Iraq’s leader Abadi and Turkey’s President Erdogan pledged to strengthen cooperation as ties between their two countries warm in the wake of the Kurdish independence vote.
Iraqi Prime Minister Haider Al-Abadi and Turkish President Recep Tayyip Erdogan pledged on Wednesday to strengthen cooperation as ties between their two countries warm amid shared opposition to the Kurdish independence vote.
“We are part of a region suffering from conflict and instability, and it is time to cooperate to end these conflicts,” Abadi said in a televised press conference after the two leaders met in Ankara.
Erdogan said they would explore ways to increase their cooperation “politically, militarily, economically and culturally”.
During the meeting, both men were seen smiling – a stark difference to when Erdogan told Abadi to “know your place” last October, after Baghdad criticised a Turkish troop presence in northern Iraq.
But since the non-binding Kurdish independence vote last month relations have improved, with Ankara – which was particularly critical of Kirkuk being included in the vote – backing Baghdad by threatening to close its border with Iraqi Kurdistan and apply economic sanctions.
“We have always said from the beginning that we support the territorial integrity of Iraq, and we will continue to say so,” Erdogan said while repeating that the Kurdish vote was “unacceptable”.
Erdogan said Turkey was ready to support reconstruction efforts in areas of Iraq that have been devastated by the fighting against the Islamic State extremist (IS) group and that he would push to develop economic ties with Baghdad.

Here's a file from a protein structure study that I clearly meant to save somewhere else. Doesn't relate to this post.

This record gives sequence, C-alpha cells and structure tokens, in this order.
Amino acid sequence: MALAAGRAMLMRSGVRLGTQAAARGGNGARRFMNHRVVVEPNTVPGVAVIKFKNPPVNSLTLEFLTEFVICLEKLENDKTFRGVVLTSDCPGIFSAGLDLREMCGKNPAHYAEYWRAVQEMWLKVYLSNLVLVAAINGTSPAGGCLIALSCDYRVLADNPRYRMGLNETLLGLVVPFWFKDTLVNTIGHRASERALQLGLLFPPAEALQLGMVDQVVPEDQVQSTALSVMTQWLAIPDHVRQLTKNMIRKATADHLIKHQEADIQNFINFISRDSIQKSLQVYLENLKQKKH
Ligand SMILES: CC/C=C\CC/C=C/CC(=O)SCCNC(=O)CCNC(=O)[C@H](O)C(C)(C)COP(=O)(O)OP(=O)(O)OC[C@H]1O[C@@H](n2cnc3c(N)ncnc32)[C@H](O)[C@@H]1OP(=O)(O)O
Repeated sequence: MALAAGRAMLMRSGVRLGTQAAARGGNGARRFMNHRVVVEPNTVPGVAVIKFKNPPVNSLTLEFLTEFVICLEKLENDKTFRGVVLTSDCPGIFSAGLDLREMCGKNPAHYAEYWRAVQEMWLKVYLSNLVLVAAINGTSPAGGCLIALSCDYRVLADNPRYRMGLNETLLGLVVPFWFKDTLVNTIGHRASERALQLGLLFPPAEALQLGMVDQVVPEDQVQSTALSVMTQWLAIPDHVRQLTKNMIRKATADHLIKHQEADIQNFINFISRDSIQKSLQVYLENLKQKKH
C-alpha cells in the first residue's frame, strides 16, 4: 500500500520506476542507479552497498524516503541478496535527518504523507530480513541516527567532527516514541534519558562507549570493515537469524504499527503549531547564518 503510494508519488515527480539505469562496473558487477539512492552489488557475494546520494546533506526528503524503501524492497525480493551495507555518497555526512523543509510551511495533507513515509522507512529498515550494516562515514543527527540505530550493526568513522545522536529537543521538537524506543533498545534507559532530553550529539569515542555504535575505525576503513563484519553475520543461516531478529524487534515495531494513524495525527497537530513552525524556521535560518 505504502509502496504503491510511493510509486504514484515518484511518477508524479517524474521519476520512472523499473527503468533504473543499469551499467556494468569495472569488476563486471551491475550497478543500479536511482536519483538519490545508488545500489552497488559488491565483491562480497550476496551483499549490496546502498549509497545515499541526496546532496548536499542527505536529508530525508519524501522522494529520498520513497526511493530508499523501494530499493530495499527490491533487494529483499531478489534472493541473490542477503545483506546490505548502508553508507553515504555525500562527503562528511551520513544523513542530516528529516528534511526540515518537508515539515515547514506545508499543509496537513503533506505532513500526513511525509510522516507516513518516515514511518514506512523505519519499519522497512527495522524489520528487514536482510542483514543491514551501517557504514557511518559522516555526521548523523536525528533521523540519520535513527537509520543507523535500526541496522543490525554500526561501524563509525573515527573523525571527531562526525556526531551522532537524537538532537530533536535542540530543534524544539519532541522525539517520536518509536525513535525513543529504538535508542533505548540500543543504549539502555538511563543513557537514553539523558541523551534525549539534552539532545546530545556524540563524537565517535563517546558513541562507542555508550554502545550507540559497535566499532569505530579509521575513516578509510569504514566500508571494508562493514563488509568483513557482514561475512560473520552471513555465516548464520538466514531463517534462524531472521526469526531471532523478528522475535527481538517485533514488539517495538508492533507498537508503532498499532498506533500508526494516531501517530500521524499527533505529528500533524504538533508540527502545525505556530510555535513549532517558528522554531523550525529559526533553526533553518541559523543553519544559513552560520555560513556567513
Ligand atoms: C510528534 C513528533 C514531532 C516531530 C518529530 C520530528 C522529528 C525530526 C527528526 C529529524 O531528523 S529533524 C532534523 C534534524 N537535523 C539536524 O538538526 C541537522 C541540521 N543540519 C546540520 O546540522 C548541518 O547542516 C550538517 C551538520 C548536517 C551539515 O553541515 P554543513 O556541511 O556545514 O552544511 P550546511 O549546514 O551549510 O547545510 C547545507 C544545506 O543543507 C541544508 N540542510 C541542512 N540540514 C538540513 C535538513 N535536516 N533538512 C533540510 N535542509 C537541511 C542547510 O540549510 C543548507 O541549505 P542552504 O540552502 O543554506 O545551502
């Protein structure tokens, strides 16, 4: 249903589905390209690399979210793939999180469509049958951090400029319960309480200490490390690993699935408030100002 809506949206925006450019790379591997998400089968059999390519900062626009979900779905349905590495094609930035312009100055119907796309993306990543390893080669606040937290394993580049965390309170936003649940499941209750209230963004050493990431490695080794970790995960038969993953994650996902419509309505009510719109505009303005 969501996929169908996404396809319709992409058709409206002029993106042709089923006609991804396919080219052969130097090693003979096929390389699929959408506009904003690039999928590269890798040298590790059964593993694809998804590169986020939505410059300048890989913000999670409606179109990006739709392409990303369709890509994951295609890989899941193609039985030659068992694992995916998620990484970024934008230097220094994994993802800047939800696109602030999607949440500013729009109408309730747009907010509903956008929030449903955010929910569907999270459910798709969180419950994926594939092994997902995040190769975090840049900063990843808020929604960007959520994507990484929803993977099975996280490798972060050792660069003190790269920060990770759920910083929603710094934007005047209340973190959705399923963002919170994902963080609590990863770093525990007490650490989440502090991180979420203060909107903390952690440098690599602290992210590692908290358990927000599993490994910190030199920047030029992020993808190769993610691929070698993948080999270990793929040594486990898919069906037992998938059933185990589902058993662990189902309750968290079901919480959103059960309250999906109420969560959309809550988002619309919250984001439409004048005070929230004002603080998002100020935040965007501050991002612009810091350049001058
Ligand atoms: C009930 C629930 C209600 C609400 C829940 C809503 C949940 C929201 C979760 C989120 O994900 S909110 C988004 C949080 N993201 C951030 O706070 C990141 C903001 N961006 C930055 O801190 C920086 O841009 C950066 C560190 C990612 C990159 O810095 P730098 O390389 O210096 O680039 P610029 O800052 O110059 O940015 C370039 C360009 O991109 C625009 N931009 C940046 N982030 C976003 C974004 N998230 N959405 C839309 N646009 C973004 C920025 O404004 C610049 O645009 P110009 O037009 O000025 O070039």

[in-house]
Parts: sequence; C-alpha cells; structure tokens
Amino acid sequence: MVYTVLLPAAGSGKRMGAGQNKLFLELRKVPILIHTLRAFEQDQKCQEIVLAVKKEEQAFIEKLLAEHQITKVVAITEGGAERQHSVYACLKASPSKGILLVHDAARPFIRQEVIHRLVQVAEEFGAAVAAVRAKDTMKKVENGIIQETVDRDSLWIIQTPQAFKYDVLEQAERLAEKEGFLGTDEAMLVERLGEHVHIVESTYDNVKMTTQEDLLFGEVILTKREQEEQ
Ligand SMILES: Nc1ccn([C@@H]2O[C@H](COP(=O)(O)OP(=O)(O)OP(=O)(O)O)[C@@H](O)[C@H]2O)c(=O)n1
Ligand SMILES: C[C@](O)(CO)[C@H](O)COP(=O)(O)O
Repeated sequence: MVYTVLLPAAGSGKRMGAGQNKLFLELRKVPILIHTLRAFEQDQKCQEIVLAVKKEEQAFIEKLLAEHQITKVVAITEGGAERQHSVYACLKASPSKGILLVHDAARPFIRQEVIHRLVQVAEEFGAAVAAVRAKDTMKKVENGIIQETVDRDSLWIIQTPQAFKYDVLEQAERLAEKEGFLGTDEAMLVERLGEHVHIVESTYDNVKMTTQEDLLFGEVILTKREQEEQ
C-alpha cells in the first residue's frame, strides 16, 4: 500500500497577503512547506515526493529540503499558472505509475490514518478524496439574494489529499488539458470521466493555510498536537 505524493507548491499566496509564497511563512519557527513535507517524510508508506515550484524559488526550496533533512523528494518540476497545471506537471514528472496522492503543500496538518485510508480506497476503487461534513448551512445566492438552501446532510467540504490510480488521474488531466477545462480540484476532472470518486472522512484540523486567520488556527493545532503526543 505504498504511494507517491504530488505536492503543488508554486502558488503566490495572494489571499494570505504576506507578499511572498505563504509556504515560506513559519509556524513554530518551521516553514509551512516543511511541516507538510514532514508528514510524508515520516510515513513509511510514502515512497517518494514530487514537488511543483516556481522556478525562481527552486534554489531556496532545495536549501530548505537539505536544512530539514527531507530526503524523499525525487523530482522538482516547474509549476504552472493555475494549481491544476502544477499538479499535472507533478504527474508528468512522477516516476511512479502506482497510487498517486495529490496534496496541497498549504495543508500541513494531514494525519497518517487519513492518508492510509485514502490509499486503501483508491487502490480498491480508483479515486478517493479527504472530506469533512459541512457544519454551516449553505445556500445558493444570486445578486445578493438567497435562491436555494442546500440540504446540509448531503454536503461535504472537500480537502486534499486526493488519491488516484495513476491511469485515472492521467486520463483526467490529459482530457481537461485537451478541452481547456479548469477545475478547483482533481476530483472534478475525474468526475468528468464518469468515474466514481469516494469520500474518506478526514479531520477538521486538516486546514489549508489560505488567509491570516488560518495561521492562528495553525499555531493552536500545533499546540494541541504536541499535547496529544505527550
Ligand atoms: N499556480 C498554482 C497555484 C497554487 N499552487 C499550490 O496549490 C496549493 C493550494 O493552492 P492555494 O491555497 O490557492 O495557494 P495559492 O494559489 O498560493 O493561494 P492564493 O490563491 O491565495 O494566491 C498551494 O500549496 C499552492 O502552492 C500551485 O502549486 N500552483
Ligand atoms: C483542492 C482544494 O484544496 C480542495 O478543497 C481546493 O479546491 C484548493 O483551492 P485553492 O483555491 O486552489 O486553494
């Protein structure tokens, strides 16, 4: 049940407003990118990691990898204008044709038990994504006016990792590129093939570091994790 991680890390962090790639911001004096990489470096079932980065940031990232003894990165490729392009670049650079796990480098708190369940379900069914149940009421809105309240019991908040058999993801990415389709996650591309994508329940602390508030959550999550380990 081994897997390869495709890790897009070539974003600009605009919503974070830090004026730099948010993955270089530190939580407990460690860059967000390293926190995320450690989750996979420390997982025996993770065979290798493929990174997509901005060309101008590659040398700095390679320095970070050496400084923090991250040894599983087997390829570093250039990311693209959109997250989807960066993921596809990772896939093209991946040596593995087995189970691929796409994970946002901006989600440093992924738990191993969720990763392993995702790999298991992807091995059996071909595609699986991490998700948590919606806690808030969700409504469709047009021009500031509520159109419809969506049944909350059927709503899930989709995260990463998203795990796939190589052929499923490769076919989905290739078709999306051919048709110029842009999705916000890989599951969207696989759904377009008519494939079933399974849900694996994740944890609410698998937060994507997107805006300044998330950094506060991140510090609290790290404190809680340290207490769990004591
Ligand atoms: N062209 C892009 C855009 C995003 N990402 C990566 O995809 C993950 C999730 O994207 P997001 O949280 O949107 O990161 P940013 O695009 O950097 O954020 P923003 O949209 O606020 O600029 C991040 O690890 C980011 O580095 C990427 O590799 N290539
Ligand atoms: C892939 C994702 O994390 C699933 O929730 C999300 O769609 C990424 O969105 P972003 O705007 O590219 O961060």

“We are ready to provide any kind of support to allow the operation of the pipeline” to bring oil from Kirkuk to Turkey, Erdogan added.
The crude oil pipeline has been closed for several years.
The men also discussed the presence in northern Iraq of the Kurdistan Workers’ Party (PKK), which has waged an insurgency inside Turkey and is classified as a “terrorist group” by Ankara, the US and the EU.
“We are determined to continue the common struggle (against the PKK),” Erdogan said.
The Iraqi prime minister said that “no group, whether Iraqi or foreign, is allowed to carry weapons in Iraq if it is not authorized to do so”.
Abadi also met with Turkish Prime Minister Binali Yildirim, who said they agreed to hold a joint cabinet meeting in the future.
Abadi’s visit comes as Iraqi Kurdistan proposed on Wednesday to “freeze” the results of its independence referendum and start “an open dialogue between the government of Kurdistan and the central government on the basis of the constitution”.
Neither the Turkish leaders nor Abadi publically commented on this proposal.